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Chicago increases security efforts, police presence after NYC terror attack

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CHICAGO -- In New York, law enforcement is dissecting every aspect of Sayfullo Saipov’s life leading up to the attack and in Chicago, authorities are asking what can be done, if anything, to stop such a thing from happening in the city.

Investigators said it appeared the attack had been planned for weeks by a man who only became radicalized ironically after entering the United States in 2010. Authorities said he was inspired by ISIS as indicated by a note left behind.

Former Secret Service Agent Arnette Heintze now runs a security and risk management company in Chicago.

“He does seem to be a lone wolf and this individual had personality disorders or mental health challenges,” he said.

But what was the tipping point? And other questions rise such as, how active was he on social media? ISIS actively recruits online and aims to inspire through YouTube, Facebook and other sites where anti-American rantings and ravings are not uncommon.

But what constitutes a real and present danger?

“We want to protect individual rights in this country and freedom of speech but there is a line you cross when you threaten when you show behavior that is so concerning,” Heintze said.

Americans are at risk and that's what has to be looked at—whether or not he crossed a line.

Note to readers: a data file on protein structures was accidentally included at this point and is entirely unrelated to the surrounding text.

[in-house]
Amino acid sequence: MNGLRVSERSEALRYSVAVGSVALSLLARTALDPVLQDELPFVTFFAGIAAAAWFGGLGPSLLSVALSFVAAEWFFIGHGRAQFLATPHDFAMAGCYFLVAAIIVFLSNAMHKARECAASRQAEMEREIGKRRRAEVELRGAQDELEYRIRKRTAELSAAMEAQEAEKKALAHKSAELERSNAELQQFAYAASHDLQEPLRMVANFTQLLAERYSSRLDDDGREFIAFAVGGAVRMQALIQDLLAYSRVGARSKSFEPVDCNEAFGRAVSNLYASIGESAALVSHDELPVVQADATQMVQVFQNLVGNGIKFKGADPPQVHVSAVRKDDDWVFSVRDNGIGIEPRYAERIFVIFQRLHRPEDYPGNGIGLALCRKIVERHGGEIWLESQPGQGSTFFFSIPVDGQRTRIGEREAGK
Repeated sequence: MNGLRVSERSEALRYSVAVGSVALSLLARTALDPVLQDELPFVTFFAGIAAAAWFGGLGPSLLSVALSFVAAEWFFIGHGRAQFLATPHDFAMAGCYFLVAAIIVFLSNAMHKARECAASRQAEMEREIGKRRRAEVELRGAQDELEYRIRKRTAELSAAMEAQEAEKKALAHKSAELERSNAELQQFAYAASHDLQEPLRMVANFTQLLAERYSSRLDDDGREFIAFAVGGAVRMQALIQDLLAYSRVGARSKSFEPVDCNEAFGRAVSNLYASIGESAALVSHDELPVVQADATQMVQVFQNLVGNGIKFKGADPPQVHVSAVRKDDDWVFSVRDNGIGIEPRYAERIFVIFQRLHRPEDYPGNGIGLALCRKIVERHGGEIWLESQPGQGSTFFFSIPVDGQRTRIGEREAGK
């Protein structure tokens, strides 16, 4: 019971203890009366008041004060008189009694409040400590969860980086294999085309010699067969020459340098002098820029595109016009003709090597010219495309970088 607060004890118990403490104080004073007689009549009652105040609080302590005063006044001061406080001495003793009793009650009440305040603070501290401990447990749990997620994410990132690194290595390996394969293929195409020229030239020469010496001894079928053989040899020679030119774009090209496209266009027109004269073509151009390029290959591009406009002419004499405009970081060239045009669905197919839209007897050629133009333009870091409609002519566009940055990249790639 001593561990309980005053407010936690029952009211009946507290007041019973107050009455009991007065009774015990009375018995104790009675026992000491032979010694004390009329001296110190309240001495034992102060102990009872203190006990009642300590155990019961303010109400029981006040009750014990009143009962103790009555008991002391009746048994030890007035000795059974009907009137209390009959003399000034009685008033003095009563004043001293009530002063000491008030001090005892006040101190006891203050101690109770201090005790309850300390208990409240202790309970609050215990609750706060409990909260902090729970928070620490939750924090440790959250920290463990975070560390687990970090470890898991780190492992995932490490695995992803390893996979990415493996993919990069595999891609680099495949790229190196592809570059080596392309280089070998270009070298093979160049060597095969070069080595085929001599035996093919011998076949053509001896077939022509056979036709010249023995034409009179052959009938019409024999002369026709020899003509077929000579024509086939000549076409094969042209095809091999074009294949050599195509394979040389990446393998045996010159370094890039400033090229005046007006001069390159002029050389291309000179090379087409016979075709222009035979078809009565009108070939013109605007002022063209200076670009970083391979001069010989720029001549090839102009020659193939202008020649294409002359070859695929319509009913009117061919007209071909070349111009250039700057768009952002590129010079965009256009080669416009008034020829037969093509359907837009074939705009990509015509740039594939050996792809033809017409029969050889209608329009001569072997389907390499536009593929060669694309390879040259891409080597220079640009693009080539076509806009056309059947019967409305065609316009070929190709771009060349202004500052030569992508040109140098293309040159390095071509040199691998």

The city's top cop said Chicagoans can expect to see a more visible presence of officers in light of Tuesday's terrorist attack in New York City.

Police squad cars equipped with heavy artillery parked in the middle of State Street yesterday. Officers also were very visible along Michigan Avenue Tuesday evening.

"Rest assured we’re taking additional actions and placing additional resources in high traffic areas just out of an abundance of caution," Superintendent Eddie Johnson said,

Johnson said the focus will be on high-traffic areas and landmarks like Navy Pier, Millennium Park and the Lakefront bike path.

Mayor Rahm Emanuel said the city tries to learn from every act of terrorism, to adapt police and emergency response strategies.

“It's a very fair question. That said I don't have the answer but will get you the answers in the sense of what we do with truck rentals,” he said.

Even if security screening would one day apply to truck rentals, it wouldn't have mattered in New York’s case because Saipov was not a terror watch list but authorities say some of his associates were.